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Primary financial statements

Date recorded:

Amending proposals for management performance (Agenda Paper 21A)

Background

This paper discusses the need for amendments to the Board’s proposal on management performance measures (MPMs) in light of feedback received on the proposal and tentative decisions made since the last discussions held by the Board.

Staff analysis

The regulators have expressed concerns that MPMs may not be comparable between entities and may give undue legitimacy and prominence to a non-IFRS measure. Furthermore, the regulators believe that auditing MPMs may be challenging and in the absence of specific constraints on MPMs could lead to entities disclosing some misleading MPMs. The staff do not think that this should prevent entities from including MPMs in the financial statements because the fundamental characteristics of financial statements are relevance and faithful representation and an MPM is a measure that complements IFRS-specified subtotals, which are comparable. The staff do not believe that undue legitimacy and prominence will be given to MPMs because the proposal clearly requires the entity to disclose the fact that management defines the measures. The staff acknowledge that the audit work may be restricted to checking that the MPM has been calculated in accordance with the entity’s definitions of the measure and the entity has complied with the disclosure requirements for MPMs. However, the staff said that this should not deter the presentation of MPMs. The staff have considered, but decided against, introducing constraints for MPMs because “misleading” is not a defined term. Furthermore, some regulators have already defined “misleading” and introducing constraints will result in diversity in practise across different jurisdictions. The staff recommend that the MPMs should be aligned with public communication outside the financial statements to users because it avoids the risk of entities providing two sets of performance measures and it is consistent with the Board’s definition of MPMs. The staff believe it would be useful for entities to identify any income or expenses excluded from MPMs that meet the definition of unusual items. However, the staff note that the principle of disaggregation would need to be applied in determining which income or expense should be excluded from MPMs.

Staff recommendations

The staff recommend that the Board clarify that MPMs are subject to the general requirement that information included in the financial statements must provide a faithful representation. The staff further recommended that the Board make no specific statement that MPMs should not be misleading and do not place specific constraints on how MPMs should be calculated. Lastly, the staff recommend that entities can only identify a measure as an MPM if they use the same measure in their public communications with users outside the financial statements and entities should identify any income or expenses that meet the definition of unusual items that are excluded from the entity’s MPMs.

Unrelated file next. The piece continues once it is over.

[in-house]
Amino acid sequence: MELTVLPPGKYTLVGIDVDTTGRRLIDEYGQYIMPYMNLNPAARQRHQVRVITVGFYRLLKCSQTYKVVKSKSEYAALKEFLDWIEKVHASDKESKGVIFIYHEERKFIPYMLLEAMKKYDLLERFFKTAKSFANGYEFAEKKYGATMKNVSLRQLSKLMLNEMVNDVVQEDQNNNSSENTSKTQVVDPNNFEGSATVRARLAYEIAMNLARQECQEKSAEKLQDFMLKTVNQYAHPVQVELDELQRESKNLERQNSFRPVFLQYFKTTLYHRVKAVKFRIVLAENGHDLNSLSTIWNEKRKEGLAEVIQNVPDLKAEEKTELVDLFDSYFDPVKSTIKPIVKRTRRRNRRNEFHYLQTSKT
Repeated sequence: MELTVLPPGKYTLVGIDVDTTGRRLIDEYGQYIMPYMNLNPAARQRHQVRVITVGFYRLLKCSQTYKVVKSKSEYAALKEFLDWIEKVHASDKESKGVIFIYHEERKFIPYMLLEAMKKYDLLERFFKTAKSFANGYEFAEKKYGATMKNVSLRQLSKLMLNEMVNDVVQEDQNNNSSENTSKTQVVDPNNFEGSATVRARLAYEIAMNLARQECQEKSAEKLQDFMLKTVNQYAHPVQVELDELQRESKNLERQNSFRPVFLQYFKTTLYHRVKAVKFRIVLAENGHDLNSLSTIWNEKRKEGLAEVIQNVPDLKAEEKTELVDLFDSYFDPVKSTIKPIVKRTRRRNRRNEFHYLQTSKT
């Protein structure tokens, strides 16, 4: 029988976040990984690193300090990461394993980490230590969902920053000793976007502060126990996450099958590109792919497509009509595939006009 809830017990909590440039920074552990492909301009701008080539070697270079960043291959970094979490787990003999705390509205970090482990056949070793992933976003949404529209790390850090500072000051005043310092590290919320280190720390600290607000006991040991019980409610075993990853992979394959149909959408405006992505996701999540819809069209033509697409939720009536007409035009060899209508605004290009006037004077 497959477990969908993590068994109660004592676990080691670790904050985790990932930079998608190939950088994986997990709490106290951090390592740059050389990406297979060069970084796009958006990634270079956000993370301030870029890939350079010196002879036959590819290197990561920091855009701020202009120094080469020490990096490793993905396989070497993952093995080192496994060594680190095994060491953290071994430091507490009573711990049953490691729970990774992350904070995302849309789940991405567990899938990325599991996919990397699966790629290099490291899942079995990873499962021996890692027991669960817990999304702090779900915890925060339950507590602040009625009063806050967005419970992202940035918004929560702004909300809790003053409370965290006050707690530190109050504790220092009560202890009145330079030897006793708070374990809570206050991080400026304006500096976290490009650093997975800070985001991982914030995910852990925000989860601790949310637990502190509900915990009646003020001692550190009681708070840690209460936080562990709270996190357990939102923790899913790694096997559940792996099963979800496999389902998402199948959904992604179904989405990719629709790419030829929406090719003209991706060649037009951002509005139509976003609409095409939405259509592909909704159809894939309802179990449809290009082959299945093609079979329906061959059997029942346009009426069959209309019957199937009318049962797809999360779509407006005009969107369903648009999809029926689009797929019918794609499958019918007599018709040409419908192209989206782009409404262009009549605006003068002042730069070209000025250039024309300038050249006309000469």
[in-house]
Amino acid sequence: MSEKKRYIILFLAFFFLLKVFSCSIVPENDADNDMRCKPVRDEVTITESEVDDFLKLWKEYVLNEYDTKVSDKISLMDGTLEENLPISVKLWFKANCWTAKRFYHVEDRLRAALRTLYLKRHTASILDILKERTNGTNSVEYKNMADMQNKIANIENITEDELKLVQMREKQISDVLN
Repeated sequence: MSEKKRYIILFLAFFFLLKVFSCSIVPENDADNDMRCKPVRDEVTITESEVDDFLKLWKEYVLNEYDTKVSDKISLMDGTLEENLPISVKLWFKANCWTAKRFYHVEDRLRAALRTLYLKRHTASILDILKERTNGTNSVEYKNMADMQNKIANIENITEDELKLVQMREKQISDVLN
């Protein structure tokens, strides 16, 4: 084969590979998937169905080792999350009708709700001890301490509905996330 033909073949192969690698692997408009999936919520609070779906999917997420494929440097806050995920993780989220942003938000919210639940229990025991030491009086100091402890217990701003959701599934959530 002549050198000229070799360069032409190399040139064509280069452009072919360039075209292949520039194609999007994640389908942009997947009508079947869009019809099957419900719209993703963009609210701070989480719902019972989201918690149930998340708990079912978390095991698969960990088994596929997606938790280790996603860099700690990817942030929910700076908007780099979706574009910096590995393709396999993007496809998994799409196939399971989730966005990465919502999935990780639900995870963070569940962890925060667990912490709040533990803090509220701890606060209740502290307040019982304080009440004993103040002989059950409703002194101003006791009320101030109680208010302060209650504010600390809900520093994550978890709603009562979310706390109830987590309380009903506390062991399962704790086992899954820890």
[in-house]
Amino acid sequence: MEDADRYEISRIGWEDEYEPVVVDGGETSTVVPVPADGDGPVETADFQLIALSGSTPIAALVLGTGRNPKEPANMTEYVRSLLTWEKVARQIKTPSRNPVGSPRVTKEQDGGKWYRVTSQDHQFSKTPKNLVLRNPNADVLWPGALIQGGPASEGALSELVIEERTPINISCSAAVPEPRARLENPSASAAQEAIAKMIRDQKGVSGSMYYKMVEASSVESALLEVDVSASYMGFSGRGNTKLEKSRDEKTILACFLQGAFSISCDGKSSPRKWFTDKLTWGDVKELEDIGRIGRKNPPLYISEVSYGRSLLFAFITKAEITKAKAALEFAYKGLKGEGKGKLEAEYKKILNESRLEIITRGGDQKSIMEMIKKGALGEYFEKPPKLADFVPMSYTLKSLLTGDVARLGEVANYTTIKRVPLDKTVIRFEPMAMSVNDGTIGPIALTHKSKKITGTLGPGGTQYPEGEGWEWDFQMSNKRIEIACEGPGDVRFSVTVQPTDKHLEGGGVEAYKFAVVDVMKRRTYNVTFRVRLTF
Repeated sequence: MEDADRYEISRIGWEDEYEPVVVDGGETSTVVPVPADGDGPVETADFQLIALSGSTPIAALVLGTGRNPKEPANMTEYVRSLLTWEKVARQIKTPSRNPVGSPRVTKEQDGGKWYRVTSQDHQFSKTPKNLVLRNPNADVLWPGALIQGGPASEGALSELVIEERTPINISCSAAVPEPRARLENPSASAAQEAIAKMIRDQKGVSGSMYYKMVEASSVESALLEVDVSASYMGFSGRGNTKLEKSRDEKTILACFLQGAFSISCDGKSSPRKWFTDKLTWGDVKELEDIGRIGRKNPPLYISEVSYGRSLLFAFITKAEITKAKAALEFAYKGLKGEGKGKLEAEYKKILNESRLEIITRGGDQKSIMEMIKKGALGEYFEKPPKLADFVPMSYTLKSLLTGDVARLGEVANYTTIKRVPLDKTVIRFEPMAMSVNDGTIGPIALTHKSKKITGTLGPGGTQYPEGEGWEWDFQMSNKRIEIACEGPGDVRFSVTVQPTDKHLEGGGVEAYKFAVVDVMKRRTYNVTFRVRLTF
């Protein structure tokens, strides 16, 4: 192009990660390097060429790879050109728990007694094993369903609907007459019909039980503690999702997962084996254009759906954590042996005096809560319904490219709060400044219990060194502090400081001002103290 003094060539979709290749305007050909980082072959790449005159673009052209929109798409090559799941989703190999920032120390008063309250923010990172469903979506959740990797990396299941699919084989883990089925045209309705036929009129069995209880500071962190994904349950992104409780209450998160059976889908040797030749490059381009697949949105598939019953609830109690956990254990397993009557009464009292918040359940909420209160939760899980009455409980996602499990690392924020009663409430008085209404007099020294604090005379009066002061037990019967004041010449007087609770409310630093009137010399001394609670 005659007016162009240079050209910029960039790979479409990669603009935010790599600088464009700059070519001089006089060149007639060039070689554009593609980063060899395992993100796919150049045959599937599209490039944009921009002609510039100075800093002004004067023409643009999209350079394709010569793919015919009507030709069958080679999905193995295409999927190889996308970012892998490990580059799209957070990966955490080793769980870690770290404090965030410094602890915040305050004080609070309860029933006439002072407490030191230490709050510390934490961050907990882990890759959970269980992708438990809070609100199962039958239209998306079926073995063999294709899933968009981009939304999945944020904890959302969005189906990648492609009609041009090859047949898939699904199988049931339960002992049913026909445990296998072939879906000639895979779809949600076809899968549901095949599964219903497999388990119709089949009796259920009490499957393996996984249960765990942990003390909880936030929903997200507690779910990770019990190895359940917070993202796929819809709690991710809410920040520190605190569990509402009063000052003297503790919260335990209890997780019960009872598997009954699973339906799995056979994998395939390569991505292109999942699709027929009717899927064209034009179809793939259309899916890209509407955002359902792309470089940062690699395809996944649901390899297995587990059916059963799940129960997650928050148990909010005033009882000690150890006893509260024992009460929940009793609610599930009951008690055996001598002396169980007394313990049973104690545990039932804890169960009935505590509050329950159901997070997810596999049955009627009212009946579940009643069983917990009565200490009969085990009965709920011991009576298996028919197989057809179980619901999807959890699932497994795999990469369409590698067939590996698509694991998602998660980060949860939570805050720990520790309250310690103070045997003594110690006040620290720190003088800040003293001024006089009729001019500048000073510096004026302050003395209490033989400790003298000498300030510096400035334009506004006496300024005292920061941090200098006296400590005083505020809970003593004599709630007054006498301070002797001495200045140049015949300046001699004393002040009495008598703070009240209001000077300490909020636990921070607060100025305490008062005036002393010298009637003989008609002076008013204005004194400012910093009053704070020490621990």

Board discussion

The Board agree that it is useful to provide a reconciliation of MPMs to GAAP measures and to link this to faithful representation. Some Board members expressed concerns that MPMs is a measure that tend to be biased and there is a risk that by presenting partial information, this would not correctly depict the financial performance of the entity. Therefore, the Board recommended to narrow the application of faithful representation to the labelling of the MPMs. The staff disagrees with this and said that most required subtotals in the statement of financial performance are already a partial measure of an entity’s financial performance but collectively, present the whole picture. The staff agreed to clarify that faithful representation means that the measures the entities provide should represent financial performance of the entity to the users of the financial statements and to clarify that there will be no additional constraints placed on how MPMs should be calculated. The Board also expressed concerns that an unsophisticated user of the financial statement could misinterpret MPMs as an IFRS compliant measure. However, the staff said that the definition of MPMs is consistent with IAS 1 Presentation of Financial Statements, in that the preparer could provide additional information if they believe it would be useful. Furthermore, reconciliations to GAAP measures will be required for MPMs presented, which will mitigate the risk.

The Board recommended that an entity only be permitted to identify a measure as an MPM if they use the same measure in their public communication and after this has been approved by their regulators.

Furthermore, the Board believe that a good reconciliation of MPM should already explain any unusual items included as part of the measure and propose not to explicitly include this as a requirement.

Board decision

12 Board members agreed that MPMs are subject to the general requirement that information included in the financial statements must provide a faithful representation. 11 Board members voted in favour that no specific statement that MPMs should not be misleading and 13 Board members agreed to not place any specific constraints on how MPMs should be calculated. All Board members agreed that entities be permitted to identify a measure as an MPM only if they use the same measure in their public communications with users outside the financial statements. However, only 4 Board members agreed that entities should identify any income or expenses that meet the definition of unusual items that are excluded from the entity’s MPMs.